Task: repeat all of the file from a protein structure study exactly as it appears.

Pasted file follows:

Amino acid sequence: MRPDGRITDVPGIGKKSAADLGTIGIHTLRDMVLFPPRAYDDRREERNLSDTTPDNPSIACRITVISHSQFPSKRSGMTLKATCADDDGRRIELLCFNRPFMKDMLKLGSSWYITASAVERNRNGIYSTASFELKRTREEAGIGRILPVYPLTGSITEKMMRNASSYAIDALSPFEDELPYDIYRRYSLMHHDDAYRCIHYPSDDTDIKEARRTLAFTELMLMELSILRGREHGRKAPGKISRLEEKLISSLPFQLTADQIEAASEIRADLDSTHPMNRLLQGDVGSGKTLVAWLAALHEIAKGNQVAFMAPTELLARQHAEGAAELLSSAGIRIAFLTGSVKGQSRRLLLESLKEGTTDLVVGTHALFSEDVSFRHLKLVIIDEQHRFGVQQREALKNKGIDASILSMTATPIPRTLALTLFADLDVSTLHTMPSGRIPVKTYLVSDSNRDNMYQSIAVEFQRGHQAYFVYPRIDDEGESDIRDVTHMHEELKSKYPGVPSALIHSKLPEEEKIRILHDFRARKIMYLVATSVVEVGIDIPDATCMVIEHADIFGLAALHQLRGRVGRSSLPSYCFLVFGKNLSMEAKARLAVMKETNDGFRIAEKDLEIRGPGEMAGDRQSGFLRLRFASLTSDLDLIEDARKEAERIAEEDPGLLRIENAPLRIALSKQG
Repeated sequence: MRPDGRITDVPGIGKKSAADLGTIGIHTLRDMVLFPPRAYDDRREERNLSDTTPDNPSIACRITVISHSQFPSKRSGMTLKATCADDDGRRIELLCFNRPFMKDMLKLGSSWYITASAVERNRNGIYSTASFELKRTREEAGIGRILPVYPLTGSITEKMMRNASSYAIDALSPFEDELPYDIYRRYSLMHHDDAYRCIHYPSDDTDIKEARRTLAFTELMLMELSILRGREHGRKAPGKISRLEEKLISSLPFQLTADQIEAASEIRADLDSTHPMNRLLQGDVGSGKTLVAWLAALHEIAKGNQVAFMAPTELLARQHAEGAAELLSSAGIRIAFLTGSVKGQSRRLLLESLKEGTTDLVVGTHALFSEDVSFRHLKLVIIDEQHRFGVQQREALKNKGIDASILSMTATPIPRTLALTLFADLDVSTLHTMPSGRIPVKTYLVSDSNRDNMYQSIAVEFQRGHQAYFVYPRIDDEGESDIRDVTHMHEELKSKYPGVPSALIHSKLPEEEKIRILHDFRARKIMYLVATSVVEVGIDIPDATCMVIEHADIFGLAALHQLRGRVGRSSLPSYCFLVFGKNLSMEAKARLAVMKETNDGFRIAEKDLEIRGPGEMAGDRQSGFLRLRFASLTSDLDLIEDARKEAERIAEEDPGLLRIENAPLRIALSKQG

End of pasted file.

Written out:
Amino acid sequence: MRPDGRITDVPGIGKKSAADLGTIGIHTLRDMVLFPPRAYDDRREERNLSDTTPDNPSIACRITVISHSQFPSKRSGMTLKATCADDDGRRIELLCFNRPFMKDMLKLGSSWYITASAVERNRNGIYSTASFELKRTREEAGIGRILPVYPLTGSITEKMMRNASSYAIDALSPFEDELPYDIYRRYSLMHHDDAYRCIHYPSDDTDIKEARRTLAFTELMLMELSILRGREHGRKAPGKISRLEEKLISSLPFQLTADQIEAASEIRADLDSTHPMNRLLQGDVGSGKTLVAWLAALHEIAKGNQVAFMAPTELLARQHAEGAAELLSSAGIRIAFLTGSVKGQSRRLLLESLKEGTTDLVVGTHALFSEDVSFRHLKLVIIDEQHRFGVQQREALKNKGIDASILSMTATPIPRTLALTLFADLDVSTLHTMPSGRIPVKTYLVSDSNRDNMYQSIAVEFQRGHQAYFVYPRIDDEGESDIRDVTHMHEELKSKYPGVPSALIHSKLPEEEKIRILHDFRARKIMYLVATSVVEVGIDIPDATCMVIEHADIFGLAALHQLRGRVGRSSLPSYCFLVFGKNLSMEAKARLAVMKETNDGFRIAEKDLEIRGPGEMAGDRQSGFLRLRFASLTSDLDLIEDARKEAERIAEEDPGLLRIENAPLRIALSKQG
Repeated sequence: MRPDGRITDVPGIGKKSAADLGTIGIHTLRDMVLFPPRAYDDRREERNLSDTTPDNPSIACRITVISHSQFPSKRSGMTLKATCADDDGRRIELLCFNRPFMKDMLKLGSSWYITASAVERNRNGIYSTASFELKRTREEAGIGRILPVYPLTGSITEKMMRNASSYAIDALSPFEDELPYDIYRRYSLMHHDDAYRCIHYPSDDTDIKEARRTLAFTELMLMELSILRGREHGRKAPGKISRLEEKLISSLPFQLTADQIEAASEIRADLDSTHPMNRLLQGDVGSGKTLVAWLAALHEIAKGNQVAFMAPTELLARQHAEGAAELLSSAGIRIAFLTGSVKGQSRRLLLESLKEGTTDLVVGTHALFSEDVSFRHLKLVIIDEQHRFGVQQREALKNKGIDASILSMTATPIPRTLALTLFADLDVSTLHTMPSGRIPVKTYLVSDSNRDNMYQSIAVEFQRGHQAYFVYPRIDDEGESDIRDVTHMHEELKSKYPGVPSALIHSKLPEEEKIRILHDFRARKIMYLVATSVVEVGIDIPDATCMVIEHADIFGLAALHQLRGRVGRSSLPSYCFLVFGKNLSMEAKARLAVMKETNDGFRIAEKDLEIRGPGEMAGDRQSGFLRLRFASLTSDLDLIEDARKEAERIAEEDPGLLRIENAPLRIALSKQG